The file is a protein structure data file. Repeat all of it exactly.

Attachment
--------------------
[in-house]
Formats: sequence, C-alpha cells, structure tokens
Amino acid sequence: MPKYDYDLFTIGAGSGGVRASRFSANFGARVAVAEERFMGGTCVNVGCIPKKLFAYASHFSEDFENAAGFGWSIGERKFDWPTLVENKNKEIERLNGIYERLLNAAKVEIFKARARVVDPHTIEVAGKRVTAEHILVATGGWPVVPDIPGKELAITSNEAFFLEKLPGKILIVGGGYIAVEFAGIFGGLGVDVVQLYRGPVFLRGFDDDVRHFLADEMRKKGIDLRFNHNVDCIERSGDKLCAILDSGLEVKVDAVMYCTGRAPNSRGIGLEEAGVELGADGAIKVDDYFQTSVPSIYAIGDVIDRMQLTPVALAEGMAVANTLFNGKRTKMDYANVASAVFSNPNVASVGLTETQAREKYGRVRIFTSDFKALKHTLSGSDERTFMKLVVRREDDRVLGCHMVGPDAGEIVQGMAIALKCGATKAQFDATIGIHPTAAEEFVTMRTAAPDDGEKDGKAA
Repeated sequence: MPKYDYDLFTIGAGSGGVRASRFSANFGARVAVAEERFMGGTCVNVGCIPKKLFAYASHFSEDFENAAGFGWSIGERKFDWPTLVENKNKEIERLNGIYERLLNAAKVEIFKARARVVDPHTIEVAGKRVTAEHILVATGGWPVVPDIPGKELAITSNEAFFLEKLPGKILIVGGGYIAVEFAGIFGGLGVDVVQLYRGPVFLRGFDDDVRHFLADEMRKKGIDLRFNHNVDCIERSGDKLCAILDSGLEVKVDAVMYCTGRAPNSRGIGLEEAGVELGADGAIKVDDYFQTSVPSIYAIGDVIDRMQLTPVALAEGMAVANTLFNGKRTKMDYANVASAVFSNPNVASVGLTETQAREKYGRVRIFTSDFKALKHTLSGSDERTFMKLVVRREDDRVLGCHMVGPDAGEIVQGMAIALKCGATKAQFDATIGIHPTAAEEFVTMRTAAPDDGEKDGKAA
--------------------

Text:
[in-house]
Formats: sequence, C-alpha cells, structure tokens
Amino acid sequence: MPKYDYDLFTIGAGSGGVRASRFSANFGARVAVAEERFMGGTCVNVGCIPKKLFAYASHFSEDFENAAGFGWSIGERKFDWPTLVENKNKEIERLNGIYERLLNAAKVEIFKARARVVDPHTIEVAGKRVTAEHILVATGGWPVVPDIPGKELAITSNEAFFLEKLPGKILIVGGGYIAVEFAGIFGGLGVDVVQLYRGPVFLRGFDDDVRHFLADEMRKKGIDLRFNHNVDCIERSGDKLCAILDSGLEVKVDAVMYCTGRAPNSRGIGLEEAGVELGADGAIKVDDYFQTSVPSIYAIGDVIDRMQLTPVALAEGMAVANTLFNGKRTKMDYANVASAVFSNPNVASVGLTETQAREKYGRVRIFTSDFKALKHTLSGSDERTFMKLVVRREDDRVLGCHMVGPDAGEIVQGMAIALKCGATKAQFDATIGIHPTAAEEFVTMRTAAPDDGEKDGKAA
Repeated sequence: MPKYDYDLFTIGAGSGGVRASRFSANFGARVAVAEERFMGGTCVNVGCIPKKLFAYASHFSEDFENAAGFGWSIGERKFDWPTLVENKNKEIERLNGIYERLLNAAKVEIFKARARVVDPHTIEVAGKRVTAEHILVATGGWPVVPDIPGKELAITSNEAFFLEKLPGKILIVGGGYIAVEFAGIFGGLGVDVVQLYRGPVFLRGFDDDVRHFLADEMRKKGIDLRFNHNVDCIERSGDKLCAILDSGLEVKVDAVMYCTGRAPNSRGIGLEEAGVELGADGAIKVDDYFQTSVPSIYAIGDVIDRMQLTPVALAEGMAVANTLFNGKRTKMDYANVASAVFSNPNVASVGLTETQAREKYGRVRIFTSDFKALKHTLSGSDERTFMKLVVRREDDRVLGCHMVGPDAGEIVQGMAIALKCGATKAQFDATIGIHPTAAEEFVTMRTAAPDDGEKDGKAA